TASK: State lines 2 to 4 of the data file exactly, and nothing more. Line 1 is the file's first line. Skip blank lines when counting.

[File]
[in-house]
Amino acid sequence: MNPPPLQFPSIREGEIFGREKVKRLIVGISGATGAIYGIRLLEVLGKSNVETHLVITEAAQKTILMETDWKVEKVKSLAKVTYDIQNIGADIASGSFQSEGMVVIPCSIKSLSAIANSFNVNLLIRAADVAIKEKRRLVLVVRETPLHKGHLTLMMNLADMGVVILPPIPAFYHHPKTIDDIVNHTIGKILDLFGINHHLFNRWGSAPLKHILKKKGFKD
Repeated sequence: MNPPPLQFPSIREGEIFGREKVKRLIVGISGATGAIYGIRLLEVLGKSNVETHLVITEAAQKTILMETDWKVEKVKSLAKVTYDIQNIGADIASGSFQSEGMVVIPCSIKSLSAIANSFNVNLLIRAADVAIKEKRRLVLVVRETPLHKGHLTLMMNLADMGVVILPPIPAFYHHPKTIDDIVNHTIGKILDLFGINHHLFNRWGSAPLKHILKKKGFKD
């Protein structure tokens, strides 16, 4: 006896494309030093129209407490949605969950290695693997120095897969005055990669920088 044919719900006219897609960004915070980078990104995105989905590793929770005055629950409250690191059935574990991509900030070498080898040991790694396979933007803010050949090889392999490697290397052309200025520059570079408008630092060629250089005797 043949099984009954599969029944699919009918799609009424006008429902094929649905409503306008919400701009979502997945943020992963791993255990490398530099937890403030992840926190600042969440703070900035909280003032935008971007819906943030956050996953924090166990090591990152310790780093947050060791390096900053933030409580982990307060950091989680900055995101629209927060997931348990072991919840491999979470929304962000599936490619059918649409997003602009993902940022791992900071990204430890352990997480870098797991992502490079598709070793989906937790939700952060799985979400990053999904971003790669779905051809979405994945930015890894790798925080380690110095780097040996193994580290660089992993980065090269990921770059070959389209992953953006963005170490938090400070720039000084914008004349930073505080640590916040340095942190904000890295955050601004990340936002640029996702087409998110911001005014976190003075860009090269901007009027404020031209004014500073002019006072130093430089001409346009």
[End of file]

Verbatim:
Amino acid sequence: MNPPPLQFPSIREGEIFGREKVKRLIVGISGATGAIYGIRLLEVLGKSNVETHLVITEAAQKTILMETDWKVEKVKSLAKVTYDIQNIGADIASGSFQSEGMVVIPCSIKSLSAIANSFNVNLLIRAADVAIKEKRRLVLVVRETPLHKGHLTLMMNLADMGVVILPPIPAFYHHPKTIDDIVNHTIGKILDLFGINHHLFNRWGSAPLKHILKKKGFKD
Repeated sequence: MNPPPLQFPSIREGEIFGREKVKRLIVGISGATGAIYGIRLLEVLGKSNVETHLVITEAAQKTILMETDWKVEKVKSLAKVTYDIQNIGADIASGSFQSEGMVVIPCSIKSLSAIANSFNVNLLIRAADVAIKEKRRLVLVVRETPLHKGHLTLMMNLADMGVVILPPIPAFYHHPKTIDDIVNHTIGKILDLFGINHHLFNRWGSAPLKHILKKKGFKD
């Protein structure tokens, strides 16, 4: 006896494309030093129209407490949605969950290695693997120095897969005055990669920088 044919719900006219897609960004915070980078990104995105989905590793929770005055629950409250690191059935574990991509900030070498080898040991790694396979933007803010050949090889392999490697290397052309200025520059570079408008630092060629250089005797 043949099984009954599969029944699919009918799609009424006008429902094929649905409503306008919400701009979502997945943020992963791993255990490398530099937890403030992840926190600042969440703070900035909280003032935008971007819906943030956050996953924090166990090591990152310790780093947050060791390096900053933030409580982990307060950091989680900055995101629209927060997931348990072991919840491999979470929304962000599936490619059918649409997003602009993902940022791992900071990204430890352990997480870098797991992502490079598709070793989906937790939700952060799985979400990053999904971003790669779905051809979405994945930015890894790798925080380690110095780097040996193994580290660089992993980065090269990921770059070959389209992953953006963005170490938090400070720039000084914008004349930073505080640590916040340095942190904000890295955050601004990340936002640029996702087409998110911001005014976190003075860009090269901007009027404020031209004014500073002019006072130093430089001409346009």